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Re: [Proposal] The Formal Methods in GNU Guix Working Group

From: Brett Gilio
Subject: Re: [Proposal] The Formal Methods in GNU Guix Working Group
Date: Mon, 16 Dec 2019 21:38:08 -0600
User-agent: Gnus/5.13 (Gnus v5.13) Emacs/26.3 (gnu/linux)

zimoun <address@hidden> writes:

> Hi,
> I am not a Programming Language Theory guy so I speak as a pure noob. :-)
> Well, I am working in University Paris 7 Diderot doing some scientific
> computing.

We are all noobs of formal methods next to Vladimir Voevodsky, and
Grothendiek. ;)

>> so this could be more of a chance to see bigger institutions begin to
>> adopt Guix for their research work.
> IMHO, today the "win" is not about bootstrapping because it is
> strongly language dependent but this "win" offered by Guix is about
> the time-traveling reproducibility tools: today the key point in
> scientific research (IMHO).
> And yes, the reproducibility over the time means bootstrappability.
> But it is each scientific community that must take care of its
> outputs.
> The wider adoption could come from features as "time-machine",
> available packages (channels for the not GNU compliant), easy to
> distribute, to reproduce, be able to search in all the packages over
> all the Guix history, etc.

Undoubtedly the formal methods community, just as with all other
communities of scientific research stands to benefit from the
time-machine! No question about that. I would be intrigued to see in
what ways we can push that paradigm to its limits. Formal methods is
notorious for finding novel ways to bring change to our systems of
abstraction, and challenge our notions of things like "safety". So maybe
the time-machine could still stand to benefit from improvement, and maybe the 
methods community by using it will find out ways to do that. Purely
speculation, here.

>> -- A lot of proof assistants are based on dialects of ML. Most of these
>>    use SMLnj or MLton for their work. To date there is an issue of
>>    source-based bootstrapping of _all_ of the major ML compilers. We do
>>    have PolyML in our repositories, but even this uses space-inefficient
>>    text file blobs for compiling and is not a fully C-based source
>>    bootstrap. Basically, all of the ML compilers rely on some distinct
>>    pre-compiled something-or-other to get to their pristine state. I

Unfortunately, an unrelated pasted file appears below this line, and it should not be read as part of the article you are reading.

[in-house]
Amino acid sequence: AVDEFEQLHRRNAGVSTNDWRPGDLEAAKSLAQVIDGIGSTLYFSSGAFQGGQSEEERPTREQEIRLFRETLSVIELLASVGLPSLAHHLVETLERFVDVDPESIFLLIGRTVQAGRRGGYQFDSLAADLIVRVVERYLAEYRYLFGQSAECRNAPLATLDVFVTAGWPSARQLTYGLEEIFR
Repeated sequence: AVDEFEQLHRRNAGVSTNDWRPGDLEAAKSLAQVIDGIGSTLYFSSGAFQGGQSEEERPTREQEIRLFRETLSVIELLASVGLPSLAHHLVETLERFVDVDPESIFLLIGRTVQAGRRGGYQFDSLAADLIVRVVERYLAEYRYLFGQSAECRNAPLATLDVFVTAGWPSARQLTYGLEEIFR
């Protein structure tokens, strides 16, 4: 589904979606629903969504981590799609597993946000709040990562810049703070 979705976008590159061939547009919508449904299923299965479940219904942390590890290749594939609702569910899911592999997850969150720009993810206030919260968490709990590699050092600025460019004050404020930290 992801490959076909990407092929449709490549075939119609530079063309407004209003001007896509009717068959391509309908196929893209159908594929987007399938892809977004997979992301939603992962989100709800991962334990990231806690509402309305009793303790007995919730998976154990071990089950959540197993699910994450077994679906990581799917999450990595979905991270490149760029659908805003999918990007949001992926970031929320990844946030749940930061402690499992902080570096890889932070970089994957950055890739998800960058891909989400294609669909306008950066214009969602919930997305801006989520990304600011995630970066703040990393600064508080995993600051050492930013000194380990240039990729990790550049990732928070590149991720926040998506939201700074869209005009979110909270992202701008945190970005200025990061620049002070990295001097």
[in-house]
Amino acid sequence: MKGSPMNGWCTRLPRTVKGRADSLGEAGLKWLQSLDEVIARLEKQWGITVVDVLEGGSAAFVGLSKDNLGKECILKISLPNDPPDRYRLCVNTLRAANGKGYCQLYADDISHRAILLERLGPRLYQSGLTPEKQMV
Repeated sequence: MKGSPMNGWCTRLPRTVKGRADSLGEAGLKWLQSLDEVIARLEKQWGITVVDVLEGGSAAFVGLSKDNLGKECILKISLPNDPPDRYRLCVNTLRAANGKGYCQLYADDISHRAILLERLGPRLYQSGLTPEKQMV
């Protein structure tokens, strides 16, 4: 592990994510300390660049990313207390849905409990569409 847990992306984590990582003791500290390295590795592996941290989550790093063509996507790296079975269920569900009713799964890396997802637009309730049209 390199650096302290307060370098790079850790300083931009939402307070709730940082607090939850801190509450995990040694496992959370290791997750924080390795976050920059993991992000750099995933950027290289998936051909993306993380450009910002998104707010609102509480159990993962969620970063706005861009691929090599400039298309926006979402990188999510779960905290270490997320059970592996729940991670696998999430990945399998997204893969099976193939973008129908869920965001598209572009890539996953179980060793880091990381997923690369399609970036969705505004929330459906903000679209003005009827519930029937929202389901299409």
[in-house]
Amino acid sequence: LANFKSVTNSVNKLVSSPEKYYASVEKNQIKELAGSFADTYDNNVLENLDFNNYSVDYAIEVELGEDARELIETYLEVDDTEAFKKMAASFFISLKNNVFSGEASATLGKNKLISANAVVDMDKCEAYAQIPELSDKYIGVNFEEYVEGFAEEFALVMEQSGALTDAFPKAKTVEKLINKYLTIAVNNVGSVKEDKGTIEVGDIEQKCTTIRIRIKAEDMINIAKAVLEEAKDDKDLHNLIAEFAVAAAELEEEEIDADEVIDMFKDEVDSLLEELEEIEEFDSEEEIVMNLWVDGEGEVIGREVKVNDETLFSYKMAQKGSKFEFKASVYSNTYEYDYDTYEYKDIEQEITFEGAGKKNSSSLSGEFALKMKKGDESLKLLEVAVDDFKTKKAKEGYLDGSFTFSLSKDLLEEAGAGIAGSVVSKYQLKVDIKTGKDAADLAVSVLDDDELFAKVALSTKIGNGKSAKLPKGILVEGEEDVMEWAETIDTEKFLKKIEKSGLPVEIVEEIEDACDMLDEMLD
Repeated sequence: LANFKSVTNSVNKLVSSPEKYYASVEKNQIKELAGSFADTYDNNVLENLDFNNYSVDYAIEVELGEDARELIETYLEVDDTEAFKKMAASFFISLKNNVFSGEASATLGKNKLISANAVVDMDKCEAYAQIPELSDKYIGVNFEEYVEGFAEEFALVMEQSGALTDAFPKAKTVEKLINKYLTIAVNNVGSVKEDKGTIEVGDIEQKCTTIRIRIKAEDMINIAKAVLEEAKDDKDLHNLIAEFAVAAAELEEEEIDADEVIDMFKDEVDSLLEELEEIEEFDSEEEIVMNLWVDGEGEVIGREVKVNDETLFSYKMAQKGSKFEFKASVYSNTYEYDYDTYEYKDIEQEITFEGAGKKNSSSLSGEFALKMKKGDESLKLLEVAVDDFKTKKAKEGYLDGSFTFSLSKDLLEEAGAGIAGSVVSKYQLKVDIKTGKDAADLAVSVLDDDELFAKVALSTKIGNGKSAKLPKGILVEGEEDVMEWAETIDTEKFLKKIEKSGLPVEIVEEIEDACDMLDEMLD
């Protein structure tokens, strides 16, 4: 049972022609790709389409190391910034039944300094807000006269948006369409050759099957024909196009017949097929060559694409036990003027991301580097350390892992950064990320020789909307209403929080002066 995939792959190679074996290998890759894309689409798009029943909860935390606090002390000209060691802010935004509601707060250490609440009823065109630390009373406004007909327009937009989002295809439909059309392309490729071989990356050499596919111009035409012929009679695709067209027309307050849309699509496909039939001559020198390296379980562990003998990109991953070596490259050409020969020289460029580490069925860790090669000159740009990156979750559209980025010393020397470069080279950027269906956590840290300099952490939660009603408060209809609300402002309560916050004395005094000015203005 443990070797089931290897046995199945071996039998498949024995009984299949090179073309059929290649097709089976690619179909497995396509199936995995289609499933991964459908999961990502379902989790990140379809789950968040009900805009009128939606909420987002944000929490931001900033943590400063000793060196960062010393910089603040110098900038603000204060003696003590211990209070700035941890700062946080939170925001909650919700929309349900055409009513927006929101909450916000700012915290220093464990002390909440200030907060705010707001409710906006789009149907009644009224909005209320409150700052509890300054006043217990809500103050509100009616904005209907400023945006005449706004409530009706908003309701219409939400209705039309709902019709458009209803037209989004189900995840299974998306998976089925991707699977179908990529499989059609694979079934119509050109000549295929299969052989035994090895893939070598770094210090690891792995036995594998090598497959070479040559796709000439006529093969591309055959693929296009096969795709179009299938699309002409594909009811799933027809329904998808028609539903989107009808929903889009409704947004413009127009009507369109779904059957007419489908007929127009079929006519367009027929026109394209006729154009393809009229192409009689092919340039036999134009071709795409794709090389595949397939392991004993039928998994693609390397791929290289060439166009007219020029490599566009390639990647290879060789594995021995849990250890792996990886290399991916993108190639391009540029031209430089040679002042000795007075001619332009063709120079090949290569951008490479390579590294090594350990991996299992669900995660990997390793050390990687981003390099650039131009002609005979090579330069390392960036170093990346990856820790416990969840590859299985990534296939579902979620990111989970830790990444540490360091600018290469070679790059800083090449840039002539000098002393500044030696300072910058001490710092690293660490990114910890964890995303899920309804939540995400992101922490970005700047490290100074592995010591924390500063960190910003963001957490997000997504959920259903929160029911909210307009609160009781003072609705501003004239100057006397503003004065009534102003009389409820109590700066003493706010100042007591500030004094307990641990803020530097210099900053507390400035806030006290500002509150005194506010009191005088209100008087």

>>    have explored the idea, along with Leo and Amin, about following in
>>    the tradition of MES (and mrustc) and starting an analogous GNU project 
>> for
>>    writing a reduced-size specification ML bootstrapping compiler. That
>>    way we can end the loop of a source-based build of ML97 compilers
>>    being basically impossible.
>>    [See issues #38605 & #38606 on DEBBUGS. Also, see
> It is a ambitious research project. Woow! Nice!! :-)
> CakeML [1] claims to be a subset of Standard ML and to be
> boostrappable. I do not know enough to have an relevant opinion.
> [1]

I am quite familiar with CakeML, and I draw a lot of inspiration with
the things they are managing to do as a subset implementation of ML. I
think it would be interesting to see where a bootstrapping compiler
could go if it were fledged out into a full implementation for the GNU
project, filling a dual-role. Again, just proposing some ideas. :)

> What is the status of OCaml about boostrappability?

Julien answered this already, but there is a gap here.

> Yes, let spread the world! :-)
> And IMO a good start is to show in scientific communities why
> boostrappability matters.
> For example, the papers which were OK in [2] (2015), are they still OK
> in 2019? I bet that a lot of big binary blobs have disappear since
> then.
> [2]
> All the best,
> simon

Simon, I am glad to have your support here! Please engage with us more
as more details come. You may be a "noob" (self-reported), but it is
noobs who provide us the most valuable information often times.

Brett M. Gilio <address@hidden>
GNU Guix, Contributor <>

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